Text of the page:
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THE DMA: PROPOSED USPS PRICING FLEXIBILITY PROGRAMS GOOD FOR BUSINESS AND CONSUMERS
WASHINGTON, September 6, 2002 – The Direct Marketing Association (The DMA) today applauded the decision of the United States Postal Service's (USPS) Board of Governors to seek the approval of the Postal Rate Commission (PRC) on two experimental proposals that would give the USPS a measure of price flexibility in setting postage rates for commercial mailers.
The USPS will submit two proposals to the PRC regarding a Negotiated Service Agreement (NSA) and co-pallettization.
Under the current 32-year-old law that governs the Postal Service, NSA’s are one of the few ways in which the USPS can pursue pricing flexibility in the competitive electronic and private delivery carrier marketplace.
"We are pleased that the logjam is finally broken," said H. Robert Wientzen, president & CEO, The DMA. "The Postmaster General is delivering on a commitment made to commercial mailers and the mailing public. This is a good first step toward addressing market demand for both consumers and commercial mailers alike."
"In this new era of electronic and private carrier competition, the Postal Service needs to have the flexibility to negotiate rates with commercial mailers," said Wientzen. "Otherwise ever-increasing postage rates will send mailers to alternatives, depriving the Postal Service of the volume it needs to continue to provide universal service at affordable rates."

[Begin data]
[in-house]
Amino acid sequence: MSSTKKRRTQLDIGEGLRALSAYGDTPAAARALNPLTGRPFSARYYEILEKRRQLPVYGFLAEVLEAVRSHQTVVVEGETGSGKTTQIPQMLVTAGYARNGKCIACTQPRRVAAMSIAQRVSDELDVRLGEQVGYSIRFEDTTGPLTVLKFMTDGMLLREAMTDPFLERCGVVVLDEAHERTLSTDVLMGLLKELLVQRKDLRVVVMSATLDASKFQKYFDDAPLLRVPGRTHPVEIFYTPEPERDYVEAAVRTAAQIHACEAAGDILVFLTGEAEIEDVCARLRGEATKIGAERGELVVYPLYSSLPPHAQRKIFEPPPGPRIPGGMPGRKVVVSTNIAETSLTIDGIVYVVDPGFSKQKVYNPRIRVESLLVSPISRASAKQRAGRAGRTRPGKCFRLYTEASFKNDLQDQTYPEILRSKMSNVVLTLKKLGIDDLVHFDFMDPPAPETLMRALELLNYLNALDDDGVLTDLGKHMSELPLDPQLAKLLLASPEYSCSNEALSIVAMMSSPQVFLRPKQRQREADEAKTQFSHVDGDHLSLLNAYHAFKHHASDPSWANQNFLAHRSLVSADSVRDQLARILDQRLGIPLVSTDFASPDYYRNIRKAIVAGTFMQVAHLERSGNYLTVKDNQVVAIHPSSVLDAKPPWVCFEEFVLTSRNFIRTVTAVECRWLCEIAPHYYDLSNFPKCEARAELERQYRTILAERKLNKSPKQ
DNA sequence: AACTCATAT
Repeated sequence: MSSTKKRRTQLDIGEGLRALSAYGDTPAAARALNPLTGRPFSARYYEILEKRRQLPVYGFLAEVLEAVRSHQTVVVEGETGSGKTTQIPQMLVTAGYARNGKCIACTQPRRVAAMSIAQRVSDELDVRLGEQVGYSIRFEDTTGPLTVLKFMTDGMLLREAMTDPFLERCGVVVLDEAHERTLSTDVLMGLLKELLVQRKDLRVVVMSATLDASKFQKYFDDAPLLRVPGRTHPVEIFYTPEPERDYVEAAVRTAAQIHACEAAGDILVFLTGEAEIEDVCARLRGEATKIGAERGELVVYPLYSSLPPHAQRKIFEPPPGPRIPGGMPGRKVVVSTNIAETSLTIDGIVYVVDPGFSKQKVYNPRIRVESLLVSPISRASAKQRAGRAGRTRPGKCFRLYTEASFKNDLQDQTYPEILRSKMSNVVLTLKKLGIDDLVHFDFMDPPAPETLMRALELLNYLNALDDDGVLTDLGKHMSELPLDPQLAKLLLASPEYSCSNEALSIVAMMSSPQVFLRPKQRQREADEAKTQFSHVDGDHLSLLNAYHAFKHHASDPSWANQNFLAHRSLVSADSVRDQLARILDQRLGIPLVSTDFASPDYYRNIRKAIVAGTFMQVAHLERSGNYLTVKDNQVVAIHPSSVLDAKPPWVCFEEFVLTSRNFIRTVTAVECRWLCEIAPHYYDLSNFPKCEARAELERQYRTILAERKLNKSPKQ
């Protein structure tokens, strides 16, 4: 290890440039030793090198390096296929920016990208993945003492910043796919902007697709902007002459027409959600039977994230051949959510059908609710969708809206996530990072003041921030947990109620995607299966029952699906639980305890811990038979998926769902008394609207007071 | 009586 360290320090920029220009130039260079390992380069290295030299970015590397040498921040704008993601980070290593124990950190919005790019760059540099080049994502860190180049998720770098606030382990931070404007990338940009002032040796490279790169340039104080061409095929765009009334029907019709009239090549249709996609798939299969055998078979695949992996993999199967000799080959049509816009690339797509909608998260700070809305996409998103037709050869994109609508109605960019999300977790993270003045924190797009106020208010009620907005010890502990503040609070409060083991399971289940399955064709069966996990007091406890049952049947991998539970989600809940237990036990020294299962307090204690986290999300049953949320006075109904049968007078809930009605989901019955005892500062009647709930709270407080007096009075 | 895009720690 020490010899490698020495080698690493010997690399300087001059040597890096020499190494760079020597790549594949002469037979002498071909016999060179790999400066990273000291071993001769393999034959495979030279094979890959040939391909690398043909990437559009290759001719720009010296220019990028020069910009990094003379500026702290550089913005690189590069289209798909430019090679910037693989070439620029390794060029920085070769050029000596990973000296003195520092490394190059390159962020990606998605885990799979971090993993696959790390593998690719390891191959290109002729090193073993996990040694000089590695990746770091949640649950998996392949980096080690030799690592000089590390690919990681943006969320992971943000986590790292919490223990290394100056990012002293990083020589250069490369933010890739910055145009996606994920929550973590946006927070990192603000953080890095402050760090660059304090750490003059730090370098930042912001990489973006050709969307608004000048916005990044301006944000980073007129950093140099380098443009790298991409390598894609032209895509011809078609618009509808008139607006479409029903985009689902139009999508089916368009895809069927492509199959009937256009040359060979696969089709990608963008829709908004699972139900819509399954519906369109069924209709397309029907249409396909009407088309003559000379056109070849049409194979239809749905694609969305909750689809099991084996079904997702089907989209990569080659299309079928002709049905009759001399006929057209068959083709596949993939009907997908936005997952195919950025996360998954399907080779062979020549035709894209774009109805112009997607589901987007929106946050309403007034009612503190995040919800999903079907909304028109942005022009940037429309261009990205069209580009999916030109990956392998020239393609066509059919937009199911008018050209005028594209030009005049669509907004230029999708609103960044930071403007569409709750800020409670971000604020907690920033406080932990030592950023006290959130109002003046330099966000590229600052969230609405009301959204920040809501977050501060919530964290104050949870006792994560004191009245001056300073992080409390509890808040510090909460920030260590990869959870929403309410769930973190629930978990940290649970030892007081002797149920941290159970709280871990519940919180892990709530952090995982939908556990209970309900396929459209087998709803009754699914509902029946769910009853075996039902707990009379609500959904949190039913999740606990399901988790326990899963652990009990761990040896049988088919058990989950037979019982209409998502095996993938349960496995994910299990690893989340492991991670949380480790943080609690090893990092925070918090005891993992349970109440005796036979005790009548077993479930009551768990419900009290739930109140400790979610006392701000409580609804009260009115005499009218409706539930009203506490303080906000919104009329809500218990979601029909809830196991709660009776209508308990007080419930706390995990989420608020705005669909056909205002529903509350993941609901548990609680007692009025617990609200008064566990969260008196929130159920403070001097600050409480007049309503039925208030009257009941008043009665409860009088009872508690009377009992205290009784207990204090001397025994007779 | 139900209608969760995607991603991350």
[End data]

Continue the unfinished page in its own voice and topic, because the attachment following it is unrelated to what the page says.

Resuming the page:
"This type of innovative and entrepreneurial action is exactly what the Postal Service needs," said Jerry Cerasale, senior vice president, government affairs, The DMA. "We are gratified to see that this highly anticipated portion of the Postal Service's Transformation Plan is being moved forward."
"In addition, we are pleased that the Postal Service’s cost containment efforts have taken hold, and that some of the revenue loss associated with the volume decline of the past two years has been offset," said Wientzen. "We are, however, only cautiously optimistic about the Postal Service’s projection of a $600 million surplus for its next fiscal year, which begins later this month."
"Aggressive cost containment and flexible pricing initiatives are the cornerstones of attracting more business to the Postal Service," Wientzen said. "But make no mistake about it, their job is not done. Eventually we need to enact comprehensive legislation to reform the mid-20th-century laws that govern its operations in today’s 21st century economy."
The DMA is the leading trade association for businesses interested in interactive and database marketing, with nearly 4,700 member companies from the United States and 53 other nations. Founded in 1917, its members include direct marketers from every business segment as well as the nonprofit and electronic marketing sectors. Included are catalogers, Internet retailers and service providers, financial services providers, book and magazine publishers, book and music clubs, retail stores, industrial manufacturers and a host of other vertical segments, including the service industries that support them. According to a DMA-commissioned study, direct and interactive marketing sales in the United States exceeded $1.86 trillion in 2001, including $118 billion in catalog sales and $30 billion in sales generated by the Internet. The DMA's Web site iswww.the-dma.org, and its consumer Web site is www.shopthenet.org.